SALEM — The Oregon Legislature has passed a bill to increase the monthly limit on direct-to-consumer wine shipments, aiming to keep small wineries competitive during the coronavirus pandemic.
Up to five cases of wine per customer can be shipped a month under Senate Bill 406, which was approved 39-13 by the House on May 12 after unanimously passing the Senate in March.
Total economic activity associated with Oregon’s wine industry fell about 20% last year and wine industry jobs plunged 28% due to coronavirus restrictions, said Rep. Gary Leif, R-Roseburg.
“This is a way to support wineries that are struggling right now,” he said.
Though the bill didn’t face many obstacles during the legislative session, some lawmakers opposed it on the House floor, citing the potential for alcohol abuse.
“I don’t think it’s appropriate for us to provide more opportunity for people who are struggling to fall deeper into addiction,” said Rep. Tawna Sanchez, D-Portland.
Sanchez said lawmakers should “take our blinders off” and recognize that easier access to alcohol is a detriment to Oregon’s child welfare, judicial and educational systems.
Meanwhile, the economic effects of the coronavirus outbreak will wane over time, she said. “At some point, the pandemic will be over and these industries will be able to do better.”
Proponents of SB 406 said that alcohol is already accessible in Oregon and that raising the shipping limit isn’t likely to increase abuse because price is the main impediment to consumption.
“There are no limits when you go down to the store,” said Rep. Marty Wilde, D-Eugene.
It’s unlikely that people struggling with alcoholism will spend $40 or more per bottle of wine when there are cheaper alternatives, said Leif. “I think they will go down to the grocery story and pick up whatever they can.”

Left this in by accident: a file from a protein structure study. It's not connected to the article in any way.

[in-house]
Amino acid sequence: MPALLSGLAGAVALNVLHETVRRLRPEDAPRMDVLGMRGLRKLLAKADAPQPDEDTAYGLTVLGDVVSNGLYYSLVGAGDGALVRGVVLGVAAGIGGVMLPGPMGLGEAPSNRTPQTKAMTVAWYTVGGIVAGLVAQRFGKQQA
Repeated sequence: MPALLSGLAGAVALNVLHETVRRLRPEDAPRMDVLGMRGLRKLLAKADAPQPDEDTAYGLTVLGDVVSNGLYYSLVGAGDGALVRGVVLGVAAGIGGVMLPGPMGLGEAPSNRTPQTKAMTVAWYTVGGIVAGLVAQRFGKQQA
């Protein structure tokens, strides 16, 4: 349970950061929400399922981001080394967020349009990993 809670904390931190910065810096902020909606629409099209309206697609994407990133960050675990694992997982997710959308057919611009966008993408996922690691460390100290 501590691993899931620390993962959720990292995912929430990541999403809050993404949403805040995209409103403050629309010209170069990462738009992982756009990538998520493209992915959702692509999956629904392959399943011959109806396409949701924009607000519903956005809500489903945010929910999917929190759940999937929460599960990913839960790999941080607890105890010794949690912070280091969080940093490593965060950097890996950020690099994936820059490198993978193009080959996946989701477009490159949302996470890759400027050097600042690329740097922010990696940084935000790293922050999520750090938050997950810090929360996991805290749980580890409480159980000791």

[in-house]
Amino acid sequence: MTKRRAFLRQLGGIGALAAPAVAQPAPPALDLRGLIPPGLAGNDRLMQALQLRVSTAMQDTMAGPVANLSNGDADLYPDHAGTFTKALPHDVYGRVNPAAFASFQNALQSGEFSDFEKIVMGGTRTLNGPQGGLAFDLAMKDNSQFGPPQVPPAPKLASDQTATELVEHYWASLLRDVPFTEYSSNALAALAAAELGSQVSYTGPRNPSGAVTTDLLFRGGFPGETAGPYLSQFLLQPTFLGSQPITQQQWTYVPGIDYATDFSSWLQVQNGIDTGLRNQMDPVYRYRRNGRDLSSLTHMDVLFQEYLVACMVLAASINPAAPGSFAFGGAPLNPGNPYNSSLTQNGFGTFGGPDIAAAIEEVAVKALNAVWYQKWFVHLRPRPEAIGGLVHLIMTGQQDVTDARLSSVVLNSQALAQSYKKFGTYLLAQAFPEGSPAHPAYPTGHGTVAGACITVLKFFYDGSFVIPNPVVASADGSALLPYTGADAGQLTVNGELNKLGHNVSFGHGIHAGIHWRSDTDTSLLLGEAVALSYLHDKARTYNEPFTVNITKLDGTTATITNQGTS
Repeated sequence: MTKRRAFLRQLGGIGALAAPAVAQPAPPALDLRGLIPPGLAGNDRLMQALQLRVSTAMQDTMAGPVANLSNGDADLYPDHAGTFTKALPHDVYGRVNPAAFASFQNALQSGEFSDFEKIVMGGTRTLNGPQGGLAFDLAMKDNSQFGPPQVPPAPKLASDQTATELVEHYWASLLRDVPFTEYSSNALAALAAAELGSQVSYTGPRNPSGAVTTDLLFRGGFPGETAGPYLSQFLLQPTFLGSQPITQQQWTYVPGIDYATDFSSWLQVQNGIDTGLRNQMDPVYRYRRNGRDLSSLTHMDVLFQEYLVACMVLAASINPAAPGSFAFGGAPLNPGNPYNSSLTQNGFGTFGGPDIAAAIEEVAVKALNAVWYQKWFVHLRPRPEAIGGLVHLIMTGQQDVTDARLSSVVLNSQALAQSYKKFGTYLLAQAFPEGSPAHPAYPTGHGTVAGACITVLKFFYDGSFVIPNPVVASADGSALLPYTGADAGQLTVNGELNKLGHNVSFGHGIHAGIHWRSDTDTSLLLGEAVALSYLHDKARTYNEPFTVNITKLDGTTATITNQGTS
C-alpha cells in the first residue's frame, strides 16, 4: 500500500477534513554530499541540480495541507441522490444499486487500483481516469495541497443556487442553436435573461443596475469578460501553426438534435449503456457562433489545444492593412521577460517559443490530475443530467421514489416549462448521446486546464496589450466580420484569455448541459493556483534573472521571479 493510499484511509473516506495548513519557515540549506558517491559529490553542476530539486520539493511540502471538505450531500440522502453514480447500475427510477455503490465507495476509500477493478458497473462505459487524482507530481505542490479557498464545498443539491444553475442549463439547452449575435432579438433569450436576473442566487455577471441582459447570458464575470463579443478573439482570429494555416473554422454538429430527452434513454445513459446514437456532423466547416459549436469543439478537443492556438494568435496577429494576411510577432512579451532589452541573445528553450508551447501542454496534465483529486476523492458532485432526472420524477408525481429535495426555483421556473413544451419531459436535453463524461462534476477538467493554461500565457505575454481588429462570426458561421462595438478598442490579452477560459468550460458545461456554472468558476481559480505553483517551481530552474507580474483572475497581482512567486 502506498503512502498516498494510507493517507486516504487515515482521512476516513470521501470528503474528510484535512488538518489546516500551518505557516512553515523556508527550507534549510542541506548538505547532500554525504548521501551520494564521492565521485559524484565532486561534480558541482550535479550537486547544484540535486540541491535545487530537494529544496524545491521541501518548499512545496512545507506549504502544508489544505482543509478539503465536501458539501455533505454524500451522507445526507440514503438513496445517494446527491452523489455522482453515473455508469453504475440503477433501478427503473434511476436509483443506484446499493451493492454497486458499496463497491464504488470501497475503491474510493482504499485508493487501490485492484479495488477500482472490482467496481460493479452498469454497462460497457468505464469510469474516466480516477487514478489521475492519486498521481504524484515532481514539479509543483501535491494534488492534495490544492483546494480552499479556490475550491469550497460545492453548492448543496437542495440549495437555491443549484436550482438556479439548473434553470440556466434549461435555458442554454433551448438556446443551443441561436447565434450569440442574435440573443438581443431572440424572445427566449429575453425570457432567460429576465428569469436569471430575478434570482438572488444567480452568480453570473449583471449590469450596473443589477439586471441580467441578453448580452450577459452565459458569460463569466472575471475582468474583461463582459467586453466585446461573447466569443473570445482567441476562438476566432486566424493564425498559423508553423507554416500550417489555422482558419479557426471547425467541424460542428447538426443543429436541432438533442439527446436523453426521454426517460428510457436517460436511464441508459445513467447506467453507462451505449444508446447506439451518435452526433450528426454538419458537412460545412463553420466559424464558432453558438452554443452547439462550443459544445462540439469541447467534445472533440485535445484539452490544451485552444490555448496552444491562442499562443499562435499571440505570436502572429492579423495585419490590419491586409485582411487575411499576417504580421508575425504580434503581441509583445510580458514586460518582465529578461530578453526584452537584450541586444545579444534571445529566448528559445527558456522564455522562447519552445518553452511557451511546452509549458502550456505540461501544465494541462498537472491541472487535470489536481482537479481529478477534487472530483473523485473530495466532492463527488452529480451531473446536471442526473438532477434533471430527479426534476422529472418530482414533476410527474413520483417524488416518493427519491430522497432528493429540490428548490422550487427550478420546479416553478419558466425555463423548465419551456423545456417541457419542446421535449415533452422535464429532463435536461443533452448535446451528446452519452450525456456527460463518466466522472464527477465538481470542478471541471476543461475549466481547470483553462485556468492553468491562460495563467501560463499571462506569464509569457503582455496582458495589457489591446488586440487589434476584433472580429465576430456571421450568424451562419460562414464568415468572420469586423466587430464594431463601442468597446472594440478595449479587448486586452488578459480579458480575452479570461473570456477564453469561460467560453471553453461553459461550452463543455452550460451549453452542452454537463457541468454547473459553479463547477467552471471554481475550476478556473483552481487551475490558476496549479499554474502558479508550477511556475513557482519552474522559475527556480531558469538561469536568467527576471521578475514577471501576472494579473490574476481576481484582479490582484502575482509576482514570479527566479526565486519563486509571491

The current monthly two-case cap has hindered sales at a time that coronavirus restrictions have already reduced tasting room revenues by as much as 80%, said Dyson Demara, owner of HillCrest Vineyard in Roseburg.
“During the pandemic it’s been absolutely golden, it’s been a lifeline, but we have found ourselves cutting orders short or losing orders because of this limit,” Demara said during a recent legislative hearing.
The median Oregon winery sells only about 750 cases per year, so they must rely on some form of direct-to-consumer sales rather than the wholesale market, said Mike McNally, owner of Fairsing Vineyards near Yamhill, Ore.
“Most of these wineries can’t attract the large national distributors to sell our wine,” he said.
About half of the revenues at Fairsing Vineyards come from wine club members, many of whom want to order additional cases for holidays or weddings, McNally said. “Under the current rules, they’re not able to do that.”
The average price of direct-to-consumer wines is more than $40 per bottle, compared to $16.50 for those sold at retail stores, said Dionne Irvine, co-founder of Irvine & Roberts Vineyards in Ashland, Ore.
Wineries have invested in direct shipping to survive because restaurant sales have dried up along with tasting room visits, she said. “These typical direct-to-consumer wine shipments are some of our most premium products sought out by our loyal wine customers.”
Oregon’s two-case limit has been the law since 1989 while California and Washington — neighboring states with even larger wine industries — don’t currently have any caps on such shipments.
However, stakeholders in the Oregon wine industry negotiated increasing the cap to five cases and didn’t seek limitless direct-to-consumer shipping.
Under an “emergency” provision of SB 406, the bill will become effective as soon as it’s signed by Gov. Kate Brown.
In 2019, Oregon had nearly 1,300 vineyards that produced about $238 million worth of grapes on 37,400 acres, while its 900 wineries sold more than 4.6 million cases valued at about $674 million.